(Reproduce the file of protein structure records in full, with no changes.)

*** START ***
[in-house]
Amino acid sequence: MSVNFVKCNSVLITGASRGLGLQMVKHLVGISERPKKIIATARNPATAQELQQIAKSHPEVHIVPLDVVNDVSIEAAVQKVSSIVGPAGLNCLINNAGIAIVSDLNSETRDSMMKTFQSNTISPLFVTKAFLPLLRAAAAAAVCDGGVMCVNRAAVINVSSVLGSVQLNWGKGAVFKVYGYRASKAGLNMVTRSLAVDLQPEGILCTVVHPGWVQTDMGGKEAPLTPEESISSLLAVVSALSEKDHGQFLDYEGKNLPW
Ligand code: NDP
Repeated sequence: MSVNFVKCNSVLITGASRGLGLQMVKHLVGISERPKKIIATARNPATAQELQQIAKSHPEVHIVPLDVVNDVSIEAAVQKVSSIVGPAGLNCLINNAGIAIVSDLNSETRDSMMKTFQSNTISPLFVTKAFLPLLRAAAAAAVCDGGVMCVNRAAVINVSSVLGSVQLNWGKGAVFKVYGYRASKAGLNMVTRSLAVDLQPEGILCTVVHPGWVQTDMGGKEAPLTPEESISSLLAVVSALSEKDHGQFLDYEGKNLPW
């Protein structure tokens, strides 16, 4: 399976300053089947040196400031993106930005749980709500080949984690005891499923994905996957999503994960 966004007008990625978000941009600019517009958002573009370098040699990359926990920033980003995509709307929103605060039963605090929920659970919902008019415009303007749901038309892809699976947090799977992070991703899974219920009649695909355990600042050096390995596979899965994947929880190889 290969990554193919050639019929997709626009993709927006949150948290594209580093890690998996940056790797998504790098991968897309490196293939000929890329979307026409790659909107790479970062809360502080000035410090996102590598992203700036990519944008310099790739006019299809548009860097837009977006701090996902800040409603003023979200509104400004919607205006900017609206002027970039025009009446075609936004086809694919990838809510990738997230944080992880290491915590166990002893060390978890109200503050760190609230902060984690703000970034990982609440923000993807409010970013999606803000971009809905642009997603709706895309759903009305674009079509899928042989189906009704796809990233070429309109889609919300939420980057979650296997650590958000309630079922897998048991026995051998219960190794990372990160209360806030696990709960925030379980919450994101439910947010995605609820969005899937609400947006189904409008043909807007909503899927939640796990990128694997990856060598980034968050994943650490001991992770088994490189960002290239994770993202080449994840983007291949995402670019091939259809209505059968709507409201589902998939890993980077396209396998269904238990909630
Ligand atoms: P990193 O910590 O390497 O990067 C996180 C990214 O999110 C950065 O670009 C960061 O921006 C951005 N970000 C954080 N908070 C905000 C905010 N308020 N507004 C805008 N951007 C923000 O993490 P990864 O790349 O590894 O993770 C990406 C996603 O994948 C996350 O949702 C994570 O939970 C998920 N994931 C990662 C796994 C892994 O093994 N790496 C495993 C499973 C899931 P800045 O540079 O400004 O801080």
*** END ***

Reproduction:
[in-house]
Amino acid sequence: MSVNFVKCNSVLITGASRGLGLQMVKHLVGISERPKKIIATARNPATAQELQQIAKSHPEVHIVPLDVVNDVSIEAAVQKVSSIVGPAGLNCLINNAGIAIVSDLNSETRDSMMKTFQSNTISPLFVTKAFLPLLRAAAAAAVCDGGVMCVNRAAVINVSSVLGSVQLNWGKGAVFKVYGYRASKAGLNMVTRSLAVDLQPEGILCTVVHPGWVQTDMGGKEAPLTPEESISSLLAVVSALSEKDHGQFLDYEGKNLPW
Ligand code: NDP
Repeated sequence: MSVNFVKCNSVLITGASRGLGLQMVKHLVGISERPKKIIATARNPATAQELQQIAKSHPEVHIVPLDVVNDVSIEAAVQKVSSIVGPAGLNCLINNAGIAIVSDLNSETRDSMMKTFQSNTISPLFVTKAFLPLLRAAAAAAVCDGGVMCVNRAAVINVSSVLGSVQLNWGKGAVFKVYGYRASKAGLNMVTRSLAVDLQPEGILCTVVHPGWVQTDMGGKEAPLTPEESISSLLAVVSALSEKDHGQFLDYEGKNLPW
């Protein structure tokens, strides 16, 4: 399976300053089947040196400031993106930005749980709500080949984690005891499923994905996957999503994960 966004007008990625978000941009600019517009958002573009370098040699990359926990920033980003995509709307929103605060039963605090929920659970919902008019415009303007749901038309892809699976947090799977992070991703899974219920009649695909355990600042050096390995596979899965994947929880190889 290969990554193919050639019929997709626009993709927006949150948290594209580093890690998996940056790797998504790098991968897309490196293939000929890329979307026409790659909107790479970062809360502080000035410090996102590598992203700036990519944008310099790739006019299809548009860097837009977006701090996902800040409603003023979200509104400004919607205006900017609206002027970039025009009446075609936004086809694919990838809510990738997230944080992880290491915590166990002893060390978890109200503050760190609230902060984690703000970034990982609440923000993807409010970013999606803000971009809905642009997603709706895309759903009305674009079509899928042989189906009704796809990233070429309109889609919300939420980057979650296997650590958000309630079922897998048991026995051998219960190794990372990160209360806030696990709960925030379980919450994101439910947010995605609820969005899937609400947006189904409008043909807007909503899927939640796990990128694997990856060598980034968050994943650490001991992770088994490189960002290239994770993202080449994840983007291949995402670019091939259809209505059968709507409201589902998939890993980077396209396998269904238990909630
Ligand atoms: P990193 O910590 O390497 O990067 C996180 C990214 O999110 C950065 O670009 C960061 O921006 C951005 N970000 C954080 N908070 C905000 C905010 N308020 N507004 C805008 N951007 C923000 O993490 P990864 O790349 O590894 O993770 C990406 C996603 O994948 C996350 O949702 C994570 O939970 C998920 N994931 C990662 C796994 C892994 O093994 N790496 C495993 C499973 C899931 P800045 O540079 O400004 O801080």